There are several points to be considered in this question. Let us start by seeing some hard facts. As quoted by Wikipedia article SN1054:
"Crab Nebula probably appeared in April or early May, rising to its maximum brightness of between apparent magnitude −7 and −4.5 (brighter than everything in the night sky except the Moon) by July. The supernova was visible to the naked eye for about two years after its first observation. Thanks to the recorded observations of Far Eastern and Middle Eastern astronomers of 1054, Crab Nebula became the first astronomical object recognized as being connected to a supernova explosion."
Mayall, Nicholas Ulrich (1939). "The Crab Nebula, a Probable Supernova". Astronomical Society of the Pacific Leaflets 3 (119): 145.
The important facts are the months in which each phase of the supernova took place. Supernovas have a characteristic curve (actually, two or more types of curves) which describes how light emission takes place. From a low initial value (April/May in the case of SN 1054), emission increases rapidly to a maximum within about 20-40 days (July 10th), then decreases more slowly over a period of 40-60 days.
Now, the position of the supernova in the sky is also relevant. In this case right ascension is 5h34m, declination is 22 degrees. However, in early July (such as now), the sun is very close to this position, at least during daylight hours as seen from Northern Europe. Please consider the following screenshot from the Stellarium software, calculated for Paris on July 13, 2015.
Basically, what can be seen here is that the 1054 Crab Nebula supernova is at about 20 degrees removed from the sun during daylight hours, when at maximum emission. It must have been difficult to see in this conjunction, as are the planets Mercury and Venus when very close to the Sun. Difficult - but not impossible. Moreover, this difficulty would have been precisely the same, seen either from North-Western Europe or from East Asia. At earlier or later dates, the Sun would have been further apart from the supernova thus lessening glare, but the supernova's own emission levels were much lower.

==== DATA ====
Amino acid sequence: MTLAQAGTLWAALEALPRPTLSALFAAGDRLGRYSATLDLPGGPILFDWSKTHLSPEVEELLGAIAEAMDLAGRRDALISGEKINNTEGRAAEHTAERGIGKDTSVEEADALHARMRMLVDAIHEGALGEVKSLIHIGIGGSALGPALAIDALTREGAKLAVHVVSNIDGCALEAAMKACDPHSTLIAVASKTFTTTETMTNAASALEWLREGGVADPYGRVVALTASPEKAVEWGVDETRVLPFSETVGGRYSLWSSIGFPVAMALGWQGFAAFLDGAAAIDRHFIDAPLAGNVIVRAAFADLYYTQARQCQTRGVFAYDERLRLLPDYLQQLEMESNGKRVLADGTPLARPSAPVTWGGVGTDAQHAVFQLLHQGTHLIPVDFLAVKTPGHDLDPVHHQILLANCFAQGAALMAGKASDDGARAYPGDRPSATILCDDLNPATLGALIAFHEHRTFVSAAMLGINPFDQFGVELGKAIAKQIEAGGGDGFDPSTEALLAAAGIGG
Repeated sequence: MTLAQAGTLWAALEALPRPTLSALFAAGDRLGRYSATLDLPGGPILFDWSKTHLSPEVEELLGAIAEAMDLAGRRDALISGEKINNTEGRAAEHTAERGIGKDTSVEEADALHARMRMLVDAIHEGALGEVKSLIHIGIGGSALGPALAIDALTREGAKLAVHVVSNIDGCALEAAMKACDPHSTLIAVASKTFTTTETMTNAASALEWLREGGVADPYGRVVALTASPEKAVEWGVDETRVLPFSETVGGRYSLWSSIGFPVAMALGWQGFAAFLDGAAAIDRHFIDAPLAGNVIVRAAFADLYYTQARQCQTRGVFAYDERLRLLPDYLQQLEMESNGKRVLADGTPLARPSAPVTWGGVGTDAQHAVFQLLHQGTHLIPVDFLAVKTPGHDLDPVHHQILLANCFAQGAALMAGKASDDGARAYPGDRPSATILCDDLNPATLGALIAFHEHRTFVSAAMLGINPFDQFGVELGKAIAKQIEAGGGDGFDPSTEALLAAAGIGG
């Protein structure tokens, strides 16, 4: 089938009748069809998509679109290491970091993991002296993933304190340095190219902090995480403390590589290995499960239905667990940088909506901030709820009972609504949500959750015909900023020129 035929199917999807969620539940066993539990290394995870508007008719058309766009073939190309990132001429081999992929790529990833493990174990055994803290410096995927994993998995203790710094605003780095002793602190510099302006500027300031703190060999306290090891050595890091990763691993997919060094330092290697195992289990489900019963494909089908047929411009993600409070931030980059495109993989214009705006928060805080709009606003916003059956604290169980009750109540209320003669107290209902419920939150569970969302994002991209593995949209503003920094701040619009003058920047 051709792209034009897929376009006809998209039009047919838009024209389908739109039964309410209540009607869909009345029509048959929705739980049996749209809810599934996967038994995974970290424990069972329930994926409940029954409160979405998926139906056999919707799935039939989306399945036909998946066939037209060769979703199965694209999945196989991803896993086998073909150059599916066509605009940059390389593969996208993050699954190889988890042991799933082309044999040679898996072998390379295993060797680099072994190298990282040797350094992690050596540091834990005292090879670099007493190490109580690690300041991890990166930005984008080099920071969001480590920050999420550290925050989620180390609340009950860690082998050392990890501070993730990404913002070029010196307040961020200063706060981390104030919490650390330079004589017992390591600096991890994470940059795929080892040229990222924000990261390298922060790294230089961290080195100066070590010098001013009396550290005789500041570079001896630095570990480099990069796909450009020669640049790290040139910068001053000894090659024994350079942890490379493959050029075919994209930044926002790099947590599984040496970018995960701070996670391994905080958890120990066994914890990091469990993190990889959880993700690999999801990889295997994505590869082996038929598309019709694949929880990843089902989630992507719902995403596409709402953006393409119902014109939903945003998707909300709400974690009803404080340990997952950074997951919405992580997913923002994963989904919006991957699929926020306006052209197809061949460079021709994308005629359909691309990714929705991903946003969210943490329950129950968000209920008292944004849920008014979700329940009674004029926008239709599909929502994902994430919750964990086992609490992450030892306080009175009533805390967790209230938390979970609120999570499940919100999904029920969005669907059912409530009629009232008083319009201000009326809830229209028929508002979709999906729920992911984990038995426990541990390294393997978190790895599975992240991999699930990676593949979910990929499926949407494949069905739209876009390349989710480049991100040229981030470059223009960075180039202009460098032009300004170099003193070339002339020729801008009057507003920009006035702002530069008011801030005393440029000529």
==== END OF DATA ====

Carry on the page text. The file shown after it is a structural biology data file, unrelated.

Now, consider where the supernova has been documented from: very clearly in China and Japan, with perhaps one observation from the Middle East. Does this mean it was not observed in Europe? One must think not, even though local conditions could have interfered: increased cloud cover or volcanic emissions. These could have had an influence in some parts of Europe, but not on a sufficient scale to affect the complete continent.
Thus, we are confronted by a natural phenomenon that, from a physical standpoint, could very well have been observed from Europe as from Asia, but that has been clearly documented only in the East.
To my mind, this is already a significant development, leading us to a series of questions:
- Was the supernova detected in Europe, but not reported? If so, detected by whom? Why was is not reported? Or if reported, why has the information not been conserved until now?
- Was the supernova not detected in Europe, and if so why not? Was there less interest in celestial phenomena than in the Orient? Or was there less knowledge available to interpret observed phenomena?
- Why is there no report of observations of the supernova in the Western arab word, either the Magreb or the Andalous? These civilizations were perfectly up to date on scientific advances, and well connected with the rest of the arab-speaking sphere of influence (e.g. Baghdad).
Perhaps we need more hard information in order to give correct support to a serious explanation of the facts. In the present state of our knowledge, I am afraid we simply cannot give a definite answer to the question.
 Compare with the 1783/84 Laki event, that affected mostly the British Isles and parts of the North of France - but not Southern Europe or the Balkans. This is typical of wind patterns over the North Atlantic.